Backgrounder: History in the making: Completion of the Inuvik Tuktoyaktuk Highway links Canada from coast to coast to coast 


The completion of the Inuvik Tuktoyaktuk Highway (ITH) has been a long standing goal of the Town of Inuvik, the Hamlet of Tuktoyaktuk and the residents of the Inuvialuit Settlement Region since the 1960s.

The project was made possible thanks to a contribution of $200 million from the Government of Canada, and $99 million from the Government of the Northwest Territories. The 137-kilometre long ITH, constructed over a five year construction period, has now become a reality.  

The new all-weather road will help mobilize people in the Northwest Territories, and deliver numerous regional economic and social benefits.

On a national level, it is the last piece in a highway system that links Canada from coast to coast to coast, connecting the Beaufort Sea and the Arctic region to the rest of the country.

The first construction season started in the winter of 2014 and the final grading and surfacing work and installation of traffic signs and guardrails were finished this fall. The majority of construction activity took take place during winter months to preserve the permafrost.

In addition to providing funding for the ITH, the federal and territorial governments worked closely together to ensure that environmental impacts of the project were managed appropriately.

On April 8, 2016, the governments of Canada and the Northwest Territories celebrated the historic joining of the north and south construction spreads.

Employment and training:

  • The project employed just over 600 individuals at the peak of construction, 74 per cent of whom were residents of the Northwest Territories, and also brought 40 long-term jobs to the North.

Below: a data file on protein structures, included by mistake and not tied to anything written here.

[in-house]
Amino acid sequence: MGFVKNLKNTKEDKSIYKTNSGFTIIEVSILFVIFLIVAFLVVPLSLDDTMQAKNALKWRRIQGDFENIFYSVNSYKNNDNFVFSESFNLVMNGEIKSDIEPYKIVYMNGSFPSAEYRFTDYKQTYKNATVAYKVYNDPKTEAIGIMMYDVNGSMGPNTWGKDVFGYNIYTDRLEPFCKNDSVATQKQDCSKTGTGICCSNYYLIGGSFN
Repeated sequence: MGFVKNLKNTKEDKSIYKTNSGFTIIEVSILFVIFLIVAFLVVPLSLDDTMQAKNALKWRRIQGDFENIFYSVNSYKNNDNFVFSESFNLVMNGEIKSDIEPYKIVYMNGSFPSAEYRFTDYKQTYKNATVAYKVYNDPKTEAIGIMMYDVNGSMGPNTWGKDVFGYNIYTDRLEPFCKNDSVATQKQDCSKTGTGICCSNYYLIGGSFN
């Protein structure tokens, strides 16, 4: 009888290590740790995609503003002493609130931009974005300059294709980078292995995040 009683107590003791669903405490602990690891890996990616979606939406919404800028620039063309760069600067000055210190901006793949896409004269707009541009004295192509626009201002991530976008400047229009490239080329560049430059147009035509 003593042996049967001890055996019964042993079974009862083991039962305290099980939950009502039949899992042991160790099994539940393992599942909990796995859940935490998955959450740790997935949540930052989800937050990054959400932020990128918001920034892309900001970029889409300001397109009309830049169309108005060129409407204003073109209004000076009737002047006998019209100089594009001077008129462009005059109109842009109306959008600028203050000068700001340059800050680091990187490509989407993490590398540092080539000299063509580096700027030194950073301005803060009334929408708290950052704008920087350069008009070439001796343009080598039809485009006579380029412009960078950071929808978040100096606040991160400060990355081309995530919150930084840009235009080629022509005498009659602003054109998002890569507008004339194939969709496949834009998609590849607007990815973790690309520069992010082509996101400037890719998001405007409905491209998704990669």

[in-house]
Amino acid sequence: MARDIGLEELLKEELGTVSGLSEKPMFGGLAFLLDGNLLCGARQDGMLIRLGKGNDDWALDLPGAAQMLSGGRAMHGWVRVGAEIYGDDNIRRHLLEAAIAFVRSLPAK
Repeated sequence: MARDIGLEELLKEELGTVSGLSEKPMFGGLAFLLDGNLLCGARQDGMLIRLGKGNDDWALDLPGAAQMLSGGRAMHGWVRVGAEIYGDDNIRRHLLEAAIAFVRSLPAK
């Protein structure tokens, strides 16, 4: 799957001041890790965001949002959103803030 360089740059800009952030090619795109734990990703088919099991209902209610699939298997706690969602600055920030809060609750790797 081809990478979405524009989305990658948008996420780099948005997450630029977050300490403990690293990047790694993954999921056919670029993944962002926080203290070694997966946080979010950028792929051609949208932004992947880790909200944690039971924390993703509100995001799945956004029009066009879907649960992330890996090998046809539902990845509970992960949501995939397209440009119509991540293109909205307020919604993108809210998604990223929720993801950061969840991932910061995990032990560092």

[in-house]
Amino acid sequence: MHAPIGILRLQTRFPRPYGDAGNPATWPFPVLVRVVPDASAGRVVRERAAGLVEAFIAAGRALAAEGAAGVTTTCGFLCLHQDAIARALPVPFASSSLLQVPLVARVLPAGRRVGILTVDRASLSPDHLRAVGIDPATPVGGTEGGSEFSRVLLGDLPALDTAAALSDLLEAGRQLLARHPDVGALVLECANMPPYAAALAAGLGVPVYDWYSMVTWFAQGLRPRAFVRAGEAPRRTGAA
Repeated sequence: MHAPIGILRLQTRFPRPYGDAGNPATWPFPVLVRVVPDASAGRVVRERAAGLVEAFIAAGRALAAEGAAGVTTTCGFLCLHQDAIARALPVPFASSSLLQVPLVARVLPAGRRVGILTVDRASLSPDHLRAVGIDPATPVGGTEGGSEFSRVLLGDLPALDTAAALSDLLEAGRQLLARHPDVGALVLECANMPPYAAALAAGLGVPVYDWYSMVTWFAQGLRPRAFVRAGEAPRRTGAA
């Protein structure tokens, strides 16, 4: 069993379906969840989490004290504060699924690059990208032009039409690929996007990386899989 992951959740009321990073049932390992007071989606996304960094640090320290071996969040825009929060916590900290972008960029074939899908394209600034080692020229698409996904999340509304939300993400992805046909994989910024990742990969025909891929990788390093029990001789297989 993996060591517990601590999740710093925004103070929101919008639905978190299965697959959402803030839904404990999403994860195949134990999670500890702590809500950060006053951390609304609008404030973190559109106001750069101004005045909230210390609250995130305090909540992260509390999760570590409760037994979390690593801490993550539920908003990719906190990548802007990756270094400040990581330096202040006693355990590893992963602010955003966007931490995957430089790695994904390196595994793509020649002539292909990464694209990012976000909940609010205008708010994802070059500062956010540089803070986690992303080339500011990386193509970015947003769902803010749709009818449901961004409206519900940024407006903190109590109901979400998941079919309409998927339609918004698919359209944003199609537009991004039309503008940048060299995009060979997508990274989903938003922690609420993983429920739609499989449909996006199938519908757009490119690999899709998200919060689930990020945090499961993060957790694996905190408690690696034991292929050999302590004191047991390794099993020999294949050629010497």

• The project has delivered training to approximately 185 individuals, including training for Class 1 and 3 drivers, equipment operators, summer students, and apprentices. A total of 70 individuals also received training using simulators to operate rock trucks, graders, and excavators.
  • 350 workers received Workplace Hazardous Materials Information System (WHMIS) and Transportation and Dangerous Goods (TDG) training, Fire Extinguisher training, and Driver Safety training.
  • 225 workers were trained with On-The-Job training (OJT) and Assets funding.
  • 285 workers were trained using equipment simulators.
  • 3 workers were in the apprenticeship program.


  • There are several ongoing research projects along the ITH, including sentinel permafrost monitoring sites, deep fill test sections, and ecological recovery in northern borrow pits.
  • The study of permafrost is of particular interest to researchers in the North. The sentinel permafrost monitoring network, which consists of over 70 ground temperature monitoring locations, has been put in place to collect data from the environment along the ITH.
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